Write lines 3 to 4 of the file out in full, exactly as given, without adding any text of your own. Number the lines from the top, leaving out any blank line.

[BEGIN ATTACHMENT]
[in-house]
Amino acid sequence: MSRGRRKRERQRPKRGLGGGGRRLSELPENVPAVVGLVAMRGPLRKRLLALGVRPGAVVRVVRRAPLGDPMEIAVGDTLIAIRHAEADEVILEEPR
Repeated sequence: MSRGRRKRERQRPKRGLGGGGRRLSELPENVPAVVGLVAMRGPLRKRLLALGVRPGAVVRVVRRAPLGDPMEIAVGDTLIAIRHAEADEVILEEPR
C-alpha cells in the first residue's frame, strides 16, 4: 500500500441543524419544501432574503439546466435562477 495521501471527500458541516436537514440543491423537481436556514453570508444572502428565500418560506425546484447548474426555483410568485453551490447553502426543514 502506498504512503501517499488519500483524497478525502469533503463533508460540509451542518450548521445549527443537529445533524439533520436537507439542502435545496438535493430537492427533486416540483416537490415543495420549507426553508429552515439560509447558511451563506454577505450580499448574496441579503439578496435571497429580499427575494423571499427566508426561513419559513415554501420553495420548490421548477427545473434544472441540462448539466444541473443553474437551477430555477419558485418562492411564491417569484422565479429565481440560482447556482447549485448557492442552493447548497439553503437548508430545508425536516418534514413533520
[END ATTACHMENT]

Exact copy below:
Repeated sequence: MSRGRRKRERQRPKRGLGGGGRRLSELPENVPAVVGLVAMRGPLRKRLLALGVRPGAVVRVVRRAPLGDPMEIAVGDTLIAIRHAEADEVILEEPR
C-alpha cells in the first residue's frame, strides 16, 4: 500500500441543524419544501432574503439546466435562477 495521501471527500458541516436537514440543491423537481436556514453570508444572502428565500418560506425546484447548474426555483410568485453551490447553502426543514 502506498504512503501517499488519500483524497478525502469533503463533508460540509451542518450548521445549527443537529445533524439533520436537507439542502435545496438535493430537492427533486416540483416537490415543495420549507426553508429552515439560509447558511451563506454577505450580499448574496441579503439578496435571497429580499427575494423571499427566508426561513419559513415554501420553495420548490421548477427545473434544472441540462448539466444541473443553474437551477430555477419558485418562492411564491417569484422565479429565481440560482447556482447549485448557492442552493447548497439553503437548508430545508425536516418534514413533520